Provided Obama “doesn’t screw this up,” Bush and country can rightly say, ” Mission Accomplished.”

Just before the Labor Day weekend, Fox released a poll that provides evidence of just how far the American people have come — and how wide is the gap between Obama and the public. What is surprising is that the subject is Iraq.

Did we do the right thing by going to war with Iraq? Fifty-eight percent say yes, while only 35 percent say no.  This is a reversal of several years’ worth of survey data. A stunning 71 percent, including 58 percent of Democrats, think the Iraqi people are better off because of the war. Is the U.S. and the world safer? Again, 58 percent say yes. Who do they give credit for the success? Fifty-four percent say George W. Bush, only 19 percent say Obama. Did Obama give Bush enough credit in last Tuesday’s speech? A significant plurality (38 to 15 percent) say no. Independents by a 31 to 16 percent margin say Obama didn’t give Bush enough credit. (By the way, Obama gave Bush no credit — he merely said Bush loved the troops.) The poll is no outlier – NBC’s survey shows 53 percent think the war was a success; only 43 percent say it is not.

Well, Obama and the rest of the left must be chagrined to find out that – after years of running down the war effort (in fact declaring it a lost cause), inciting the public to oppose it, and vilifying the president who launched the war and made success possible — the majority of the country disagrees with them. As for Bush, this is vindication much sooner perhaps than any of us imagined. He refused to bend to the howls  and to give up on the Iraqi people. He didn’t care if it made him unpopular for a time — and it did. He knew that defeat was unacceptable and that success — a stable, democratic, pro-Western Iraq — would be a historic achievement. And it is. The president has been quiet for nearly two years, waiting for events to play out and history to render its verdict. At this point, he deserves a victory lap and the appreciation of the American people.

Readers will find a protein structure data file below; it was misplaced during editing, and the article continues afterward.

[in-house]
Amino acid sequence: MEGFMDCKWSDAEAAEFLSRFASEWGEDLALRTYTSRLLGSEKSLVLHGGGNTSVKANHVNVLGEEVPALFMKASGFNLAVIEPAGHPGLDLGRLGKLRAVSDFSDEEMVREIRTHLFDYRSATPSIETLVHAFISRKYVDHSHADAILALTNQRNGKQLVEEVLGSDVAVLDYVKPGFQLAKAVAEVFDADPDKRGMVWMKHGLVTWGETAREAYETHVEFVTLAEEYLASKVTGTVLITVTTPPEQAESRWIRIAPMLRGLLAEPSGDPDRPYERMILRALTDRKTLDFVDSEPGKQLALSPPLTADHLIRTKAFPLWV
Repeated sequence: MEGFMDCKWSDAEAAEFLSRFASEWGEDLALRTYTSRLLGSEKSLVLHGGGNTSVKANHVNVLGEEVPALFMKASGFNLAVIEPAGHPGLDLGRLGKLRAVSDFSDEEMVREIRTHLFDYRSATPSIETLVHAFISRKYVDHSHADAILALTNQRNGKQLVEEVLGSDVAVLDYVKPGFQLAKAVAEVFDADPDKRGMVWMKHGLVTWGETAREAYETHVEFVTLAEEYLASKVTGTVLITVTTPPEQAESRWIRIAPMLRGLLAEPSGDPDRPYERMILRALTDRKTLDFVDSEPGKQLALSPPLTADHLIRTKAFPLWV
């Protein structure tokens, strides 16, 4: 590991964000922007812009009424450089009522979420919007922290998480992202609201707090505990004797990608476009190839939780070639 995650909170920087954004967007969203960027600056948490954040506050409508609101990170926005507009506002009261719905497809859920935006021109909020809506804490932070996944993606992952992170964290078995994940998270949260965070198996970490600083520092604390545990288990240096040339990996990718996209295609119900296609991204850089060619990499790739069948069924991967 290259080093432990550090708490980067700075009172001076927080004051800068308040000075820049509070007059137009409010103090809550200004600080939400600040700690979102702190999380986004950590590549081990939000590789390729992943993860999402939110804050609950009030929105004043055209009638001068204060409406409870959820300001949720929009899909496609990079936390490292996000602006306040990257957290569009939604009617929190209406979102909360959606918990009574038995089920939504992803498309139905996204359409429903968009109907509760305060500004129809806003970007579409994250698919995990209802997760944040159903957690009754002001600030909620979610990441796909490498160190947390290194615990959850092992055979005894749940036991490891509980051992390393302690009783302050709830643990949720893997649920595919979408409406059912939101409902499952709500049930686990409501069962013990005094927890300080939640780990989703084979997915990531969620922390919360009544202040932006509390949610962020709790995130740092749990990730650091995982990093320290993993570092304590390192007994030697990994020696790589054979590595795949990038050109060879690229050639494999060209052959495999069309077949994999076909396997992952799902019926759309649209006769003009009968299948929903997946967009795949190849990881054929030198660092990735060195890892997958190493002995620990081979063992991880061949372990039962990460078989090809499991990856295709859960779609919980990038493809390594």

Provided Obama “doesn’t screw this up,” Bush and country can rightly say, ” Mission Accomplished.”

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Change the Word ‘Christian’ to ‘Muslim,’ Broadcast Networks. I Dare You.

From deadline.com:

I hear ABC, NBC and CBS are all after Good Christian Bitches, which will be written by Steel Magnolias and The First Wives Club scribe Robert Harling. Based on the book of the same name by Kim Gatlin, the project, referred to by some as “Desperate Housewives in Dallas,” centers on Amanda Vaughn, a recently divorced mother of two who, to get a fresh start, moves back to the affluent Dallas neighborhood where she grew where she finds herself in the whirling midst of salacious gossip, Botox, and fraud.